Paper has been an essential final product staking up the monopoly in the market for decades. Print being a tactile medium has been effective in catching our attention even if it’s the smell of ink in newspapers or the musty dog-eared pages of your favorite book.
Located in the southern and central part of Assam are two paper mills which are under the state-run Hindustan Paper Corporation Limited.The grim situation that unfolds is the series of protests against the closing down of Cachar and Nagaon Paper Mills which have filled the national exchequers generously only to encounter the apathetic attitude of the State.
The Superstition That Became A Bulk Issue
The year of 2008-09 saw the cutback in the production of paper by the Cachar and Nagaon Paper Mills. Bamboo production had alarmingly reduced with no supply of paper pulp.
The State of Mizoram is replete with huge plantations of bamboo. The flowering season takes place at an interval that can be long as 50 years.
The locals are mired in their superstitious beliefs of an epidemic looming large with the mass flowering phenomenon. Around 21st October 1958, the District Council of Mizoram issued reports of warnings pleading for financial aid to the Central Government with the onset of “ Bamboo Blossom.”
Facing staunch disapproval from the Central Government on unscientific grounds, devastating epidemic gripped the State with pests and rats damaging the crop and afflicting the large-scale production. Failing to deal with the outbreak, the Government announced reasonable fortunes for killing rats.
When outbreaks failed to cease and desist, a historic moment gambled on the foundations of India’s first bamboo policy in Mizoram.
Another Hitting Disagreement
During 2004-05, the District Council of Mizoram sent alert messages before the flowering season again to the Government. The HPC representatives didn’t stock the distress call.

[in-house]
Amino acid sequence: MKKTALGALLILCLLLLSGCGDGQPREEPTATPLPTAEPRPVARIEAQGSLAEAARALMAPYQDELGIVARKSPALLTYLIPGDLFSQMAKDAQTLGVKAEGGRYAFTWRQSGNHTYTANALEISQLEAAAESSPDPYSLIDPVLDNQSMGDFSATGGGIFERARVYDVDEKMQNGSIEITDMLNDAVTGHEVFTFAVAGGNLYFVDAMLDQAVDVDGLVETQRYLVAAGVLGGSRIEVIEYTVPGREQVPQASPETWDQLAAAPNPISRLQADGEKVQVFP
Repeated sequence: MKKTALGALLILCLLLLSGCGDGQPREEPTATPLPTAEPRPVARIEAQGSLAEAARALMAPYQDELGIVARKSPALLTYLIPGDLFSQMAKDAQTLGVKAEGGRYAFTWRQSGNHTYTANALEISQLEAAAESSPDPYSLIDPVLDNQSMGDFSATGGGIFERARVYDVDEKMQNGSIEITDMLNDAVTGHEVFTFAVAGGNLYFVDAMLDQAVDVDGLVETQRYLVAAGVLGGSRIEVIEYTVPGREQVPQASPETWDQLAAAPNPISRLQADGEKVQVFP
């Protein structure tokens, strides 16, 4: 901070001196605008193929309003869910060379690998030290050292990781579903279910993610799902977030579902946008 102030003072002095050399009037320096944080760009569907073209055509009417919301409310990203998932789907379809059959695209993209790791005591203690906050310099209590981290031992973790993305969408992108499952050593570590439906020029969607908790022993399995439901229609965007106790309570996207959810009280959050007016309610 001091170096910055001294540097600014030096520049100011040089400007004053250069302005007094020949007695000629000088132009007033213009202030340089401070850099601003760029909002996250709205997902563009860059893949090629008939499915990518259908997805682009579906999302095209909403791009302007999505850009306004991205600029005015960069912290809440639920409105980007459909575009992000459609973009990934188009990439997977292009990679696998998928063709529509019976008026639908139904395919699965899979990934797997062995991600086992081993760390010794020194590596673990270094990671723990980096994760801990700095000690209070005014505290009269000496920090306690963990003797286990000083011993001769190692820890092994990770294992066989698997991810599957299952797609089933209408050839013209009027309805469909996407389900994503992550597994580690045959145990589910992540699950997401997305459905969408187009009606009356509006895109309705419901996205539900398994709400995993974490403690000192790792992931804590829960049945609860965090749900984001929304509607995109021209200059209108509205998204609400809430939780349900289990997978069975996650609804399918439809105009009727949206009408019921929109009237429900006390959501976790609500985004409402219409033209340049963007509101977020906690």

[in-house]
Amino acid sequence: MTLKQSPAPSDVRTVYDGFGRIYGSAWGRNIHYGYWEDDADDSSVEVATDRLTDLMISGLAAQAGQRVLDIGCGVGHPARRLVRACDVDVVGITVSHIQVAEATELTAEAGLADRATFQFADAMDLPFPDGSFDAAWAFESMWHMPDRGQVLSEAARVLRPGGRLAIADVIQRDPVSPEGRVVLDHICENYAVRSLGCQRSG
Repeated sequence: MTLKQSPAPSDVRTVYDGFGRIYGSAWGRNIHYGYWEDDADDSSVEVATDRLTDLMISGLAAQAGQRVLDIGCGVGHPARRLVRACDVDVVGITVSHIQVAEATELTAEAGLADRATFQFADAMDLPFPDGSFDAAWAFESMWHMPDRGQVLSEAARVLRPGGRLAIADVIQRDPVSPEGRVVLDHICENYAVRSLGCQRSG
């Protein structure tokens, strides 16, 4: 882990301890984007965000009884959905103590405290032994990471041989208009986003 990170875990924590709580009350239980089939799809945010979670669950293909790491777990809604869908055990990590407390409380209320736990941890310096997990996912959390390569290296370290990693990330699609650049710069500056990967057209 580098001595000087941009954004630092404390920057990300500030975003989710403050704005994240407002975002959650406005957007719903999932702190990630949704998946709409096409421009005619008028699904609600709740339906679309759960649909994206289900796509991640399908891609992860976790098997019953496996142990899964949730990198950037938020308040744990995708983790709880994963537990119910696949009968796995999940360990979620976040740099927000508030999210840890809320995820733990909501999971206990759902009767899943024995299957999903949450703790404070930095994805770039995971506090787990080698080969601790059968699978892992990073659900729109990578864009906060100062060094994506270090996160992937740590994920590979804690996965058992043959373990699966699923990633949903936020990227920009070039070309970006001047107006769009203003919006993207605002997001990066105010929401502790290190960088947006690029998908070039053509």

Blazing uptight defiance, villagers resorted to cutting down bamboo stocks before they blossomed. With pressure mounting on HPC to produce paper, they requested stocks from foreign countries.
With the escalation in production costs, chemical-based instruments in the paper mill were rendered dysfunctional facing the gross setback of a shut-down. After repeated supervision from the Government officials, no one evinced interest in reopening propositions.
How The Government Failed In Sticking To The Plans Made
According to Plan A, the Government would tie-up with an industrialist to open the mill till the election. This plan would help by compensating for the loans that were taken by the employees.
Then the mill would eventually close down. The industrialist would benefit earnings in the form of land grants and machinery.
Jobless wage-workers were not committed to re-employment. In case Plan A fails, Plan B would be to succumb to outright privatization.
But after the mills were phased out completely for around 2 years, the Government is still floating the request proposal among private bidders with no “clean-slate” on settlement of liabilities.
In The End, It’s The Employees Who Continue To Suffer
With public outrage demanding an immediate release of pending salaries of both regular and contractual employees for more than 13 months, sharp civic discontent is at stake. Education of the children of the employees has been discontinued and family members are on the threshold of starvation.
The agitation won’t take rest until operation at the mill is resumed with the immediate release of salary and CBI probing is accommodated into the functioning of the mill which has gone dead for the last two years.
As per the productivity chart of 2007-17, HPC in Cachar has built up a total capacity of about 1 lakh tonnes of paper and newsprint which was not less than target production.
Cost of paper increased during the Narendra Modi regime with an upsurge in price from Rs 40,000 to Rs 80,000. By this production model, there should have been massive profits and returns.
What could have gone amiss with reverse impacts and straightforward closure?
As days pass by, there is no respite from the cascading downfall of a flourishing industry that was the source of income and stability for around two lakh people.
Only if our Government was not mangled in splurging on festivals like Namami Barak, we might have seen a shimmer of hope.
(Image Credits From Google Images)